In this weeks episode of The Slanted Lens, Jay P. Morgan shows us how to light and photograph a glass bottle. This video is also about superimposing products into real scenes so that the product looks it's best. Tutorials like this are priceless for anyone who is interested in product photography. Glass can be extremely tricky but Jay makes things super simple for us.
Douglas Sonders has always created some pretty interesting behind the scenes videos of his photo projects. Recently he shot the band Blink 182 for the cover of Alt Press Magazine. The behind the scenes video below doesn't show much mainly because Douglas only had about 30 minutes with the band and had to shoot 3 separate covers with each band member individually as well as 1 complete band photo. The lighting is pretty straight forward though with a few rim lights, a soft over head key light, and a ring flash. Check out the full post to see a detailed video on how Douglas photoshopped the final images for print and how he uses the Nik Software Viveza in his workflow.
Patrick and I were invited to shoot a behind the scenes video with beauty photography Sam Yocum in NYC a few months ago. I've always been struck by the lighting and flawless models, makeup, and retouching that can be seen in high end Beauty work and so I couldn't wait to see a real professional work...Check out the video below to see a little on how Sam works as well as a very detailed tutorial on how he approaches his post production. Click the full post to see a bunch of Sam's beauty images.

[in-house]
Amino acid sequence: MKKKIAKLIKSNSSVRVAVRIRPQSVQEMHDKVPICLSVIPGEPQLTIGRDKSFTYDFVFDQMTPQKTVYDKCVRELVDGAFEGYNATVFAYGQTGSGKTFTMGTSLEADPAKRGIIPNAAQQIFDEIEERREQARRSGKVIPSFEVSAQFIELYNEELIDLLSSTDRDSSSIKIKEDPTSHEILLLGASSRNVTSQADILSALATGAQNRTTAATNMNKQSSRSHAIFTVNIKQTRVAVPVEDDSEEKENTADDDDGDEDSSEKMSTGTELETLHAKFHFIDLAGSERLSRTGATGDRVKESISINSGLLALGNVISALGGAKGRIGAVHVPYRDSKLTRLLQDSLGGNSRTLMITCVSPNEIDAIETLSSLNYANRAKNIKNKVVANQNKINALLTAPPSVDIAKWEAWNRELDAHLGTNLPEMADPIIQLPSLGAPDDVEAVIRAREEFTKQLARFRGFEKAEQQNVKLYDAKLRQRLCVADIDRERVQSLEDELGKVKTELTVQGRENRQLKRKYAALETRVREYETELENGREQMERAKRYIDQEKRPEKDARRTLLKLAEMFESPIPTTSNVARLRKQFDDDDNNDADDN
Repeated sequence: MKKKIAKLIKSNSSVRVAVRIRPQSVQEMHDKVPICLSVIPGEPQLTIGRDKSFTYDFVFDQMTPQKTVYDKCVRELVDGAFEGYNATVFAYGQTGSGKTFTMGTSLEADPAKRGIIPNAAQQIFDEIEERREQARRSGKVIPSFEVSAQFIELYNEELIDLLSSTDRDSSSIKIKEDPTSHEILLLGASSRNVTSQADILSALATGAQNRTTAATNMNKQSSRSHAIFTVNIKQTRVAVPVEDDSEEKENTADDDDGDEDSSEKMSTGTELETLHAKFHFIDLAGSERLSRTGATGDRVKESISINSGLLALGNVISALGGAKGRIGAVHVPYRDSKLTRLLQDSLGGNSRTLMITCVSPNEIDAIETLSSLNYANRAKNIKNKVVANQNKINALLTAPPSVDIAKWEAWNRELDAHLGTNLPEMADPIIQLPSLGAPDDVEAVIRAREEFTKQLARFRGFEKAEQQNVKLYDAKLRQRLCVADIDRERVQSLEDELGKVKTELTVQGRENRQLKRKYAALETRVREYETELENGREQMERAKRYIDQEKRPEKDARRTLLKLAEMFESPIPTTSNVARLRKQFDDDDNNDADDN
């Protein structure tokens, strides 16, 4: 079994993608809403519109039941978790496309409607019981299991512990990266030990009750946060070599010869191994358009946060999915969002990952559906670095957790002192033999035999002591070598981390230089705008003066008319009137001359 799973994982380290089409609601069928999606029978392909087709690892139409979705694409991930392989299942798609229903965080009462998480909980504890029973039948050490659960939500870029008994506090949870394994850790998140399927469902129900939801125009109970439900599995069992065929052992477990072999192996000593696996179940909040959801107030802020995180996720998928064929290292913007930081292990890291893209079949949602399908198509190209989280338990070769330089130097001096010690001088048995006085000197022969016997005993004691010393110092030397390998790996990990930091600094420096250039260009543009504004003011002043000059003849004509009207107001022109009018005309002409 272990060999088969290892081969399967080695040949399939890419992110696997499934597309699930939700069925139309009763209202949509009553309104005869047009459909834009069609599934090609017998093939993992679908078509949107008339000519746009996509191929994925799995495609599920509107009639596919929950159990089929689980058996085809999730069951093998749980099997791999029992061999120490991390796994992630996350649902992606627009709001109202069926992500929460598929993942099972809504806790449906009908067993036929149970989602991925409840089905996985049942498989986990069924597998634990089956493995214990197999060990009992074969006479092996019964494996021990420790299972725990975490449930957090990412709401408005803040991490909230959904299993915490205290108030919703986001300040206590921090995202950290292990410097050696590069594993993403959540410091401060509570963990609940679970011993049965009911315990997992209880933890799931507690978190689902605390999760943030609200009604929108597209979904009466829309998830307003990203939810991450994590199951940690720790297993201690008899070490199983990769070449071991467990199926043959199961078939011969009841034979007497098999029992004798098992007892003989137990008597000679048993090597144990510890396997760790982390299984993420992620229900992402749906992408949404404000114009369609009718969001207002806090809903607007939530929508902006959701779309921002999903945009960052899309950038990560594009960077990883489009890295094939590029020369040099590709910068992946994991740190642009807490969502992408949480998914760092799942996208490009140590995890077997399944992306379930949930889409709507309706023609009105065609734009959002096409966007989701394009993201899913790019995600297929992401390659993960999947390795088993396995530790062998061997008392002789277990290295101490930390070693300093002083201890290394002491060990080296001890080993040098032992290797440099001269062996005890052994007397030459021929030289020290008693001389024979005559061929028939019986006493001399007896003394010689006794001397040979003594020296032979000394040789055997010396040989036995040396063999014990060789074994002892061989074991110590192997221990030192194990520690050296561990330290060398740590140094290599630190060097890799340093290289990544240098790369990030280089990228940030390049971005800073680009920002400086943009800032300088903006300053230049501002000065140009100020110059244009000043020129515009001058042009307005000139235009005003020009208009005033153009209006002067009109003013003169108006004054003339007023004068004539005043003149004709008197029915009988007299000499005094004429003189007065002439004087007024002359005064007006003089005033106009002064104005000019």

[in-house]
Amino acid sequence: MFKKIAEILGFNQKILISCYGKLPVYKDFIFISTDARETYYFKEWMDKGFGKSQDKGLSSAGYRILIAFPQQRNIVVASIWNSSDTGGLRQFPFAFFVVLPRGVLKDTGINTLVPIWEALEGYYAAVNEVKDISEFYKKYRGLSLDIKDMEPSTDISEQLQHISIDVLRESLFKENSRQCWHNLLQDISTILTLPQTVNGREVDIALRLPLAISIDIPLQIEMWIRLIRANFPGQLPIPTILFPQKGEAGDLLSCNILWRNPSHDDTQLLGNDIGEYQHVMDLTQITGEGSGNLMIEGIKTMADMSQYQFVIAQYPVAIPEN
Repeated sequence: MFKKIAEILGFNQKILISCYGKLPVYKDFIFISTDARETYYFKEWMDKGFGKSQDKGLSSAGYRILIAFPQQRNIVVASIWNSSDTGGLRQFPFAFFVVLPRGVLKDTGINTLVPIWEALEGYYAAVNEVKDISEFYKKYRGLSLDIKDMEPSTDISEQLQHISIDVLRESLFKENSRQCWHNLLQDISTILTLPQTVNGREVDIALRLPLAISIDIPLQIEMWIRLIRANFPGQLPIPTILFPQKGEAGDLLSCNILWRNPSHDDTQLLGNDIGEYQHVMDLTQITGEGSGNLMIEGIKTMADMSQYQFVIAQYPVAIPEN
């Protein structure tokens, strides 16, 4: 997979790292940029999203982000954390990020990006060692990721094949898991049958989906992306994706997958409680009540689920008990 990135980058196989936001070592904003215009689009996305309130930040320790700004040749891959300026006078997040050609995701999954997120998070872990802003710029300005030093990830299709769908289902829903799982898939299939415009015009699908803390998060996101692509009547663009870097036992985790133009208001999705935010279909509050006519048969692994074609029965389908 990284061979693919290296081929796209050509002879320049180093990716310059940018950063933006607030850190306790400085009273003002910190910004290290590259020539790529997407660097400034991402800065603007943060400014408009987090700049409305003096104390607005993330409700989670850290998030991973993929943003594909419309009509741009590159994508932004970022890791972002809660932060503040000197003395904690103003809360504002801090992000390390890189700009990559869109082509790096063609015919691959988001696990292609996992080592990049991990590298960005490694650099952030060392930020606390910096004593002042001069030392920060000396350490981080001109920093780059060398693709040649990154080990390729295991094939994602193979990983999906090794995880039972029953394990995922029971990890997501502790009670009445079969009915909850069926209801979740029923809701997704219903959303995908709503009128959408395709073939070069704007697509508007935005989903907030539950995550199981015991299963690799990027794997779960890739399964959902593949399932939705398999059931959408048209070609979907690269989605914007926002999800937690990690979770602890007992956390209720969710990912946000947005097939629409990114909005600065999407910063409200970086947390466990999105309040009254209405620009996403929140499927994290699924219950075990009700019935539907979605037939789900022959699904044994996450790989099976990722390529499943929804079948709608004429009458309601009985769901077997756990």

I've been saving my money for months so that I can make the switch over to Profoto and take advantage of their new D1 Air Monolights. Not only are these things small and light but they are also completely wireless! You can now control your studio lights (on/off, flash power, modeling light) all from the Profoto Air Remote. You want to know what the best part is? WE ARE GIVING A SET OF THESE LIGHTS AWAY to the winner of our behind the scenes contest. Check out the full post to see 3 videos of these incredible lights in action.
Photographer Scott Bourke gives us a complete overview of how he took a fantastic product shot of a few bottles of beer. Scott uses a single flash and 4 reflectors to create a very professional looking image that any photographer (no matter how little gear they have) is capable of creating. As I have always said, photography is all about good lighting and good lighting does not mean expensive lighting. Let's hope that Scott is going to enter our BTSV contest. Check out the full post for the final image and a BTS diagram.
last week Jay P Morgan showed us exactly what softboxes do to light sources. Each softbox shape can be used to create a unique look and in the video below Jay shows us how he chooses the correct size to light a specific shot. Keep in mind that if you don't have enough money to buy multiple sofboxes, you can change the relative size of a single box by moving it closer or further away from your subject.